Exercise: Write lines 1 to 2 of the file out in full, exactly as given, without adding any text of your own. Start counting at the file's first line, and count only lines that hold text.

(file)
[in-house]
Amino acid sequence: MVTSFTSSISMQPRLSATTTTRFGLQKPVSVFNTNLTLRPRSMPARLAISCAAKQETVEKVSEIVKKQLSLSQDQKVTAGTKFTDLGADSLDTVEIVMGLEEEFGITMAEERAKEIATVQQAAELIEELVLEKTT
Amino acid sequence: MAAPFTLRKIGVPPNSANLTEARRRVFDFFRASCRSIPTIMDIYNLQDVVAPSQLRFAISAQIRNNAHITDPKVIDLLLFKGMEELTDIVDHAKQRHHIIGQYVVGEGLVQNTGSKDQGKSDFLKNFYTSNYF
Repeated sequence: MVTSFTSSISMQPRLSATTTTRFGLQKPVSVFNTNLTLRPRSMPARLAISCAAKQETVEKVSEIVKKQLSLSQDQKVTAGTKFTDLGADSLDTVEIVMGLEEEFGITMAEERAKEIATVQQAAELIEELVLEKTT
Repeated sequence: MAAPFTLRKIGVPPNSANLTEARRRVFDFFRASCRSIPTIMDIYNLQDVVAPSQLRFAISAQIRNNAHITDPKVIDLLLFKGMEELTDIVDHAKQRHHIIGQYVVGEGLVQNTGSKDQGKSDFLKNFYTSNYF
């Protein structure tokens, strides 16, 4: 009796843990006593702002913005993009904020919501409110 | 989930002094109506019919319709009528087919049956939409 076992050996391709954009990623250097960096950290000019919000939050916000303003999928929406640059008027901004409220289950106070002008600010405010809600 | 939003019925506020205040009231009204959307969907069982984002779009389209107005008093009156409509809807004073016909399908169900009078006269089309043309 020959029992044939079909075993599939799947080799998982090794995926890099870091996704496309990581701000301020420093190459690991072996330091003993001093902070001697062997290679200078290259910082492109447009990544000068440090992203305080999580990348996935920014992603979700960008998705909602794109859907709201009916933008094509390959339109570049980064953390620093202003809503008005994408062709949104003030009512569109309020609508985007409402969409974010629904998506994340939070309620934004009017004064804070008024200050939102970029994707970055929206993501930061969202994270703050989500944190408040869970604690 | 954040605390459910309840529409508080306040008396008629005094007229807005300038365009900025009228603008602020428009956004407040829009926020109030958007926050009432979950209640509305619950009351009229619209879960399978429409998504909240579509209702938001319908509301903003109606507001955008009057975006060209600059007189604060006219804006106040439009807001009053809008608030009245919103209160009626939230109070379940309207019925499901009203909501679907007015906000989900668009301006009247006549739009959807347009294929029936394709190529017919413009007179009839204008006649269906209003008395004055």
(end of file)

[in-house]
Amino acid sequence: MVTSFTSSISMQPRLSATTTTRFGLQKPVSVFNTNLTLRPRSMPARLAISCAAKQETVEKVSEIVKKQLSLSQDQKVTAGTKFTDLGADSLDTVEIVMGLEEEFGITMAEERAKEIATVQQAAELIEELVLEKTT